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Newsletter - Fri 23 Feb, 2024


  • M25 lights switched off to help meet carbon targets

  • Council tax figures confirmed

  • March opening likely for Italian restaurant Storia

  • East Surrey Hospital stood down from critical incident

  • March concert at St Mary’s by English Arts Chorale

M25 lights switched off to help meet carbon targets

  • (Image credit: Google)

If you’ve noticed the overhead lights are off on a section of the M25 in our area, it’s been done to help meet National Highways’ carbon reduction goals.

Junctions and slip roads will continue to be lit.

A final assessment of the switch-off will begin in summer next year, before a decision is taken on whether to remove the lighting permanently.

A spokesperson for National Highways told reigate-uk this week: “The lighting along approximately 10.4 miles of the M25 between junctions 6 and 9 was turned off in November 2023.

“This decision is part of our efforts to meet National Highways' net zero targets and align with government climate change and carbon reduction goals.

“Where lights have been switched off, the lighting columns will stay in place for 18 to 24 months to allow for post switch-off safety reviews of the areas. Signs are in place to notify motorists about the switched-off sections.

“National Highways prioritise safety on our network, and the choice to switch off street lighting followed a thorough safety review before it was affected, which considers the necessity of the lighting and the potential impact of its removal.”

The spokesperson added: “There are currently no plans to turn the lighting back on in these sections.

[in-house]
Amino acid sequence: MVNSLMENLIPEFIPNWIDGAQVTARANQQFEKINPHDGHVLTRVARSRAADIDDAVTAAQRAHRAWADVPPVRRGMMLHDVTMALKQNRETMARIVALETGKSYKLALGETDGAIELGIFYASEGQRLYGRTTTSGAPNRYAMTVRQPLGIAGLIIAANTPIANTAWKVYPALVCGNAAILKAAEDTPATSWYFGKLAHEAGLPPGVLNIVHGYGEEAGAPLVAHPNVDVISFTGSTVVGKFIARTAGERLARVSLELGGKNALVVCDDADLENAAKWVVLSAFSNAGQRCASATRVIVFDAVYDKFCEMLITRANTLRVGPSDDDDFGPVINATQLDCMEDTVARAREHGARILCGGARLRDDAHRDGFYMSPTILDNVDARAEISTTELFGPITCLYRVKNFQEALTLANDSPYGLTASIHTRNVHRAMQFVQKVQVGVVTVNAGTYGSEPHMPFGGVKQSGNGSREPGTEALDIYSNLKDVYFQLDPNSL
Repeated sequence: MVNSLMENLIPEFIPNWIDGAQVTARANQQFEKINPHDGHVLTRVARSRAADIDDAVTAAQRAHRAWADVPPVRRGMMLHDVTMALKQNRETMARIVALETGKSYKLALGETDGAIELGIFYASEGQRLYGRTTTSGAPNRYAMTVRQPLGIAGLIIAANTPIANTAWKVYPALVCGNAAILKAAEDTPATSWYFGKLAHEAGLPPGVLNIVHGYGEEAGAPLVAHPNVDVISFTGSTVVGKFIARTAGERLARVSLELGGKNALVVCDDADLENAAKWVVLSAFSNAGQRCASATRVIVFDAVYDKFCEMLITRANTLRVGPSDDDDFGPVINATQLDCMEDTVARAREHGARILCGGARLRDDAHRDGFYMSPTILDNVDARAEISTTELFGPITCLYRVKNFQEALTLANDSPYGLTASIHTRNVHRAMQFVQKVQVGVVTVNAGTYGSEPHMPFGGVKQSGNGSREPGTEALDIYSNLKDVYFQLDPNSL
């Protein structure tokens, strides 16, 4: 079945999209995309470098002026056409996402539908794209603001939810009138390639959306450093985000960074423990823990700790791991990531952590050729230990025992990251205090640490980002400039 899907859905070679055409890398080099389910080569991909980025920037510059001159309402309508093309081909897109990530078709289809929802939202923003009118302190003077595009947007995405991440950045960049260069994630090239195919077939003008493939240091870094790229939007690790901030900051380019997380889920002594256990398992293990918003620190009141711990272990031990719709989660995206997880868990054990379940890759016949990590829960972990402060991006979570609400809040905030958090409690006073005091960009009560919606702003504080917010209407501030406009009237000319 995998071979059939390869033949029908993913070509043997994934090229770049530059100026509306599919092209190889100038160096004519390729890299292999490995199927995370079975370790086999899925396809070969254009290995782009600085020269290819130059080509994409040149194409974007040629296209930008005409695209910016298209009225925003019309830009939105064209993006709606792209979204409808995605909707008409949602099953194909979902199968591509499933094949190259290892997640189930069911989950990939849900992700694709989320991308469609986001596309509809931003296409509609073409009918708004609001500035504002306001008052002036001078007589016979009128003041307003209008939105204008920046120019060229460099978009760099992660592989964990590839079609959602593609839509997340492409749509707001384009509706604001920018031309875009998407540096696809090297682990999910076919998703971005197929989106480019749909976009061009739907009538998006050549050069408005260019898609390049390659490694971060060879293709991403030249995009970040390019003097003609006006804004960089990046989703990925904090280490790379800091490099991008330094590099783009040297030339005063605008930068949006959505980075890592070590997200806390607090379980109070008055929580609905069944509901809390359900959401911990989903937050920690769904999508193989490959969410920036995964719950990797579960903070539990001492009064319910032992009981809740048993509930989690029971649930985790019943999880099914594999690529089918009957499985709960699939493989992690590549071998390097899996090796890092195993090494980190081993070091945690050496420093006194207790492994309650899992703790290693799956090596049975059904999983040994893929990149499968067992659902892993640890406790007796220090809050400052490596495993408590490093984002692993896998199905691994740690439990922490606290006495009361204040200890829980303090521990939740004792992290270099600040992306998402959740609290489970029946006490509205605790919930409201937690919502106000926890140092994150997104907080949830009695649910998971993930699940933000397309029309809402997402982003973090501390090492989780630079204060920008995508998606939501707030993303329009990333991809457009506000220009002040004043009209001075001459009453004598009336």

“A final assessment will be conducted starting from June 2025 before deciding whether to remove the lighting permanently.

“However, areas around junctions and slip roads will remain lit to help drivers adjust between different light levels on the M25 main carriageway and local roads.

“Our evidence on the M25 network suggests that turning off lighting reduces incidents. This not only supports the government's Net Zero strategy but also benefits the environment, helping wildlife and reducing light pollution.

“Switching off these lights will contribute to saving around 676,800 kg CO2e. This is equivalent to removing over 400 cars from the road annually or the energy use of 85.3 homes in a year.”

Details of National Highways’ lighting appraisal process can be found here (Opens in a new window), and their net zero aims here (Opens in a new window).

Council tax figures confirmed

Tuesday’s full council meeting at Reigate & Banstead confirmed its relatively small portion of local council tax will rise by 2.99%.

As previously reported, when added to the police and county council elements, from April there will be a total rise of 4.65% for most residents in the borough, or an annual bill of £2,339.35 for a Band D property. That’s made up of:

Total annual figures by property banding will be:

  • Band A: £1,559.56

  • Band B: £1,819.50

  • Band C: £2,079.42

  • Band D: £2,339.35

  • Band E: £2,859.20

  • Band F: £3,379.06

  • Band G: £3,898.91

  • Band H: £4,678.70

Residents who come under Horley Town Council will pay an extra £54 a year on a Band D, while those in the Salfords & Sidlow parish area will pay an extra £32.10 on a Band D.